A WOMAN from a remote corner of the region has spoken of her joy after landing a role in one of decade's biggest television shows.

Christine Peart played Princess Anne's nanny in the Golden Globe and Emmy Award winning Netflix series The Crown, which is on its fourth series and watched by millions of viewers.

The 59-year-old, from Westgate, in County Durham, featured in a scene which was filmed at Ardverikie House, in the Scottish Highlands.

Ardverikie was used as Balmoral for the series and was previously the set for Monarch of the Glen.

Her non-speaking part in The Crown is Mrs Peart's latest role as a film extra – a hobby on which she is hooked.

The former businesswoman, who founded Weardale Soup, began working as a supporting artist when the fantasy series Beowulf was filmed in County Durham.

She applied for a part after reading an article in the now defunct Weardale Gazette about ITV making the series at Eastgate, in 2015.

She has since been an extra on a number of shows and cinema films including George Gently, Victoria, Deep Water, Tin Star, CBBC's The Dumping Ground, Strike, Gentleman Jack, To Walk Invisible about the Bronte Sisters and even a Bollywood film.

She said: “Although it can be very long hours, up to 12 hours or more on set, I wouldn't have missed it for the world.

“The cast and crew on The Crown where so friendly, can't wait to see what this year brings.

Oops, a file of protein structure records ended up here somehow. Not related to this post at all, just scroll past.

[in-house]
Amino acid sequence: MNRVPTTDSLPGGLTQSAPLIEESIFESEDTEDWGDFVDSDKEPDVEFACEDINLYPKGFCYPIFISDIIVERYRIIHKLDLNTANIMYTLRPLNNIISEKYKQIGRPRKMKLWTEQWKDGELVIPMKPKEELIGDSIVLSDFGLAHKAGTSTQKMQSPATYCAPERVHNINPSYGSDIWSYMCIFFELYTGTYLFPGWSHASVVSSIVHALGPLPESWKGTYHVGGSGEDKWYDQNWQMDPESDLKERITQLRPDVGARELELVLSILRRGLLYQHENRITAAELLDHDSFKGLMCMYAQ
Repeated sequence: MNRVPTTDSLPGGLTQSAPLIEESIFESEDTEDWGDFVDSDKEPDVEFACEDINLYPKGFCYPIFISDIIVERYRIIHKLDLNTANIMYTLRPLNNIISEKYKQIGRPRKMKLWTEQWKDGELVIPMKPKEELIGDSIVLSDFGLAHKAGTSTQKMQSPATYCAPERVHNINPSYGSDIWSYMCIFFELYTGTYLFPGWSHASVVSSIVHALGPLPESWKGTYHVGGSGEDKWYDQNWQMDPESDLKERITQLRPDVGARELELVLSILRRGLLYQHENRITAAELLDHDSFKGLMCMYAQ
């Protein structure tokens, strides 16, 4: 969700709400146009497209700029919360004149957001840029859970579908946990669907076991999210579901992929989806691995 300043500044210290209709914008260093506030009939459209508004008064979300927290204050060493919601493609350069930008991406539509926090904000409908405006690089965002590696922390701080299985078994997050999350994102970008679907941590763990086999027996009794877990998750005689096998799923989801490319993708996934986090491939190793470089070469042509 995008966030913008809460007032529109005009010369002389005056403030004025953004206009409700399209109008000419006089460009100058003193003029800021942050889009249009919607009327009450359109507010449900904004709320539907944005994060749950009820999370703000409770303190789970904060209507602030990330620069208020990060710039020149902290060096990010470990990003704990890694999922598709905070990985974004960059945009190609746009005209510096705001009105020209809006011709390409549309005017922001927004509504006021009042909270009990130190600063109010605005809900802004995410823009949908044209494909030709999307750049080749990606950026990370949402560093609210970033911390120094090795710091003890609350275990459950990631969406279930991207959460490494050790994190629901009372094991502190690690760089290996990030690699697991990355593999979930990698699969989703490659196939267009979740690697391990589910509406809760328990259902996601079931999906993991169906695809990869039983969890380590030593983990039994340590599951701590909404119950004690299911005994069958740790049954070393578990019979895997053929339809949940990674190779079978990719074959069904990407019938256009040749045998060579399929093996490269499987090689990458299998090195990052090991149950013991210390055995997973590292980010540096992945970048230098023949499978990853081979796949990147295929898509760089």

"Thank you to the Weardale Gazette for introducing me to the world of TV and film.”

Although she remains tight-lipped about some of the celebrities she has met and any future projects she has lined up, she said she has worked alongside some very famous people and loved every minute of her new hobby.

Mrs Peart added: "I watch TV with my husband Richard and son David, we have to watch everything twice, the first time we are SA spotting, looking out for all my support artist friends.

"My favourite was Beowulf and a set in Blyth. So many happy memories. I was lucky enough to meet the lovely Joanne Whalley, one of the nicest actors I've met.

"Often we film all day, then find the scene was cut, or only the back of a head is seen, or an elbow, but it's more about the experience, the travelling and making new friends.

"Of course we all hope for something exciting to come along, you never know what's around the corner."